BBC News – Canadian Omar Khadr goes on trial at Guantanamo Bay

via BBC News – Canadian Omar Khadr goes on trial at Guantanamo Bay.

Canadian citizen Omar Khadr is the only Westerner still being held at Guantanamo Bay military prison; he was detained in Afghanistan at the age of 15. He’s now 23.

International law says children captured on the battlefield must be treated as victims, and not as perpetrators. Child-soldiers are supposed to be rehabilitated and given the chance to re-enter society.

Please write to President Obama at: http://www.whitehouse.gov/contact and ask him to halt this trial, which is in violation of international law, and instead arrange for the repatriation and rehabilitation of Mr. Khadr.

Advertisements

My City of Ruins

Buy this Eddie Vedder performance of Bruce Springsteen’s beautiful My City Of Ruins through iTunes for only $0.99. Proceeds from the sale of the track benefit Artists for Peace and Justice Haiti Relief.

Artists for Peace and Justice support the work of Fr. Rick Frechette in Haiti. Rick Frechette is a Passionist priest and doctor who has worked in the slums of Haiti for over 20 years. He founded two hospitals, an orphanage, and numerous street schools and clinics.

Get My City of Ruins at:  http://itunes.apple.com/us/album/my-city-ruins-benefiting-artists/id352067330

or

http://www.amazon.com/Fathers-Benefiting-Artists-Justice-Relief/dp/B00377PZAS/ref=sr_shvl_album_1?ie=UTF8&qid=1266333890&sr=301-1

Home from Argentina

I haven’t written in a while because I was visiting our community in Argentina. I lived with our sisters in the shanty towns that ring Buenos Aires and went up to the north of the country to visit Corrientes.

In Corrientes I met some amazing young people who try to help the people who live in their community. They are part of our Passionist family and I feel honored that they offered me their friendship.

Here they are:

New Video about the Life of Elizabeth Prout

Vodpod videos no longer available.

more about “Life of Elizabeth Prout on Vimeo“, posted with vodpod

Here is a new video about Elizabeth Prout, Foundress of the Passionist Sisters made by the sisters in England.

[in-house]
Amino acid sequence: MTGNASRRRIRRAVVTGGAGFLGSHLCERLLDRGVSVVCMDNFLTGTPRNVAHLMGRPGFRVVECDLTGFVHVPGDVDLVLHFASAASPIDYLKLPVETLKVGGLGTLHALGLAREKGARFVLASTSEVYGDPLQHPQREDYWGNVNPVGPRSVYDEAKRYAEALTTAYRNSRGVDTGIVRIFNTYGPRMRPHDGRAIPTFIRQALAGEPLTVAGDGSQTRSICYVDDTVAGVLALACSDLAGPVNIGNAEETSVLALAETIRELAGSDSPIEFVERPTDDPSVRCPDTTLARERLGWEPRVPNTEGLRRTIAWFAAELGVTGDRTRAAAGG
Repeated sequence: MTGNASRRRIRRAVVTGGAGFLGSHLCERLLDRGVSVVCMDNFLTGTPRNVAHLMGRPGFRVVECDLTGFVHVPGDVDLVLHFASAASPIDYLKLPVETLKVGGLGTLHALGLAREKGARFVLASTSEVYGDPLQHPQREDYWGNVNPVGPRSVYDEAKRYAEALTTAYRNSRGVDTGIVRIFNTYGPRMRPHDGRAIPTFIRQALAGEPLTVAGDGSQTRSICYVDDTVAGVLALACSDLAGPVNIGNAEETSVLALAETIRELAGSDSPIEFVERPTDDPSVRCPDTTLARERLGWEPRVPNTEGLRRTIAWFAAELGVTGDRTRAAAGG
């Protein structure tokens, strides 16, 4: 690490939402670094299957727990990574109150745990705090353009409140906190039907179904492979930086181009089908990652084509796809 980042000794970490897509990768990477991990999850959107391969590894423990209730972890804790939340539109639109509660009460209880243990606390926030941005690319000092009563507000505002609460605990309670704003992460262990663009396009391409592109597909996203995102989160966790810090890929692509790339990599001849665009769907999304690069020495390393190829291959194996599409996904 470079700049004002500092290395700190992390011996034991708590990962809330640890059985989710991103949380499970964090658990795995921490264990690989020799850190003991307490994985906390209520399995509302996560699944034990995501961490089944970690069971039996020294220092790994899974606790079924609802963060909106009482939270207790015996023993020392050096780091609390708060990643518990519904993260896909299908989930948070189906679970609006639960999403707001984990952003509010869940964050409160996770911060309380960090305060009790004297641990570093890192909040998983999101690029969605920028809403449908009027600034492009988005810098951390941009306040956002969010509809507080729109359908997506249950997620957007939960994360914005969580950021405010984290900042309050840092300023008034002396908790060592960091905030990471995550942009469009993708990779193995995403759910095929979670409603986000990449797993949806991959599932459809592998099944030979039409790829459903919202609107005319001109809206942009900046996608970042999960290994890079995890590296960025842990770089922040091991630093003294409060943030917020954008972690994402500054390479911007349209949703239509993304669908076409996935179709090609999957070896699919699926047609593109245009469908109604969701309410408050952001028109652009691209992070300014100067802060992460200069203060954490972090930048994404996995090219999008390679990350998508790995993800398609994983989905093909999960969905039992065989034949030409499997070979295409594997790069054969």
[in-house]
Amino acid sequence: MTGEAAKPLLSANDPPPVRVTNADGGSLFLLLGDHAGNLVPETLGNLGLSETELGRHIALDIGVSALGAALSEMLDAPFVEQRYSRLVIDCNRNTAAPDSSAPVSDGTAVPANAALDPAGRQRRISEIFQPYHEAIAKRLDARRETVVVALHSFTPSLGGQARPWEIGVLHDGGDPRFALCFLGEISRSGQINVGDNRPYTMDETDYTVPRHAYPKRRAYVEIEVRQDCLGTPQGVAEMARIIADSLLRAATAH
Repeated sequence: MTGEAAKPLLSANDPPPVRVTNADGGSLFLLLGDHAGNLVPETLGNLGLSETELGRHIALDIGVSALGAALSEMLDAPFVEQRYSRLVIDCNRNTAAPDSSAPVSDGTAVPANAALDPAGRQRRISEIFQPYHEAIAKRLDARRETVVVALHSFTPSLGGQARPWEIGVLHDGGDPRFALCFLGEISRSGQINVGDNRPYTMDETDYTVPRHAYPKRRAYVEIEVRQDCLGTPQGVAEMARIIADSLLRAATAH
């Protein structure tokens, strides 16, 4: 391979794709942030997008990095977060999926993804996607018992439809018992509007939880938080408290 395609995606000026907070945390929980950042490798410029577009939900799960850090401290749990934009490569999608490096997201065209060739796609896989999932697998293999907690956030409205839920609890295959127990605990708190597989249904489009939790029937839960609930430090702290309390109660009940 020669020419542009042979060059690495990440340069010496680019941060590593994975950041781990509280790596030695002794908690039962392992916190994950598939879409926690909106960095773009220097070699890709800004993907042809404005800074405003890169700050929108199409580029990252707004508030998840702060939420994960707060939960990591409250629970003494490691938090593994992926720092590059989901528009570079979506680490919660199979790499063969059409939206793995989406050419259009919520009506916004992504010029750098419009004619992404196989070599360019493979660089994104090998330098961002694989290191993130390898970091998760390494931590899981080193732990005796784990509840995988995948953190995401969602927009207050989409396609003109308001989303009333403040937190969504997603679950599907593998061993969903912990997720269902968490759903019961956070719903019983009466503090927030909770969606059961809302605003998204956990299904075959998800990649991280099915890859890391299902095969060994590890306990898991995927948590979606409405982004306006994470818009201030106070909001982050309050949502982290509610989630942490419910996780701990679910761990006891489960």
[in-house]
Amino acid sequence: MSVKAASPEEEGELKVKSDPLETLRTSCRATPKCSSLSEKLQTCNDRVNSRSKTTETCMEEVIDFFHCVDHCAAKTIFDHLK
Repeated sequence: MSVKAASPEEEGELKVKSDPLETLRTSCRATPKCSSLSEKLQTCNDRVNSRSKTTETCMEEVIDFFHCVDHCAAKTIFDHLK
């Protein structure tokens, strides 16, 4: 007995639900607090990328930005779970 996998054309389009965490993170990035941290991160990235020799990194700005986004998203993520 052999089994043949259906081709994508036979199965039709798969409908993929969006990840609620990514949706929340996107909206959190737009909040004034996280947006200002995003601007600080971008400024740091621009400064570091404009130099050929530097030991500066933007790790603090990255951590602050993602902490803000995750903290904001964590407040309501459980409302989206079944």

In the mid-nineteenth century, Elizabeth Prout, with the help of Passionist Fathers Gaudentius Rossi and Ignatius Spencer, founded the Sisters of the Cross and Passion, a new community that brought comfort, education and hope to the oppressed poor of England’s industrial slums.

Today, the Sisters of the Cross and Passion are in ten countries and on three continents. Members of the Passionist family, they share the charism and spirituality of St. Paul of the Cross. At the heart of their spirituality is the conviction that there is no place on earth devoid of God’s love.

World Moves Closer towards Abolition of the Death Penalty

Amnesty International released its annual report on the death penalty today. According to the group, the world moved even closer towards abolition of the death penalty in 2008.

In December, the United Nations General Assembly (UN GA) adopted by a large majority a second resolution calling for a moratorium with a view to abolish the death penalty. This resolution consolidates three decades of steady progress towards complete abolition of the death penalty. It was passed by a vote of 104 in favor and 54 against, with 29 abstentions.  The United States, along with countries such as China, Iran, North Korea and Saudi Arabia voted against.

See the vote of every country here: http://www.un.org/News/Press/docs/2007/ga10678.doc.htm

On a positive note, in its overview of the use of the death penalty worldwide, Amnesty International noted that :

Europe and Central Asia is now virtually a death penalty free zone following the abolition of the death penalty in Uzbekistan for all crimes. There is just one country left – Belarus – that still carries out executions.

In the Americas, only one state – the United States of America (USA) – consistently executes. However, even the USA moved away from the death penalty in 2008. This year, the smallest number of executions since 1995 was reported in the USA.

Two states, Argentina and Uzbekistan abolished the death penalty.

The majority of countries now refrain from using the death penalty. Furthermore, in 2008 Amnesty International recorded only 25 out of 59 countries that retain the death penalty actually carried out executions. The practice of states indicates that there is increasing consolidation of majority international consensus that the death penalty cannot be reconciled with respect for human rights.

However, tough challenges remain. Countries in Asia carried out more executions in 2008 than the rest of the world put together.

The five countries with the highest rate of executions were: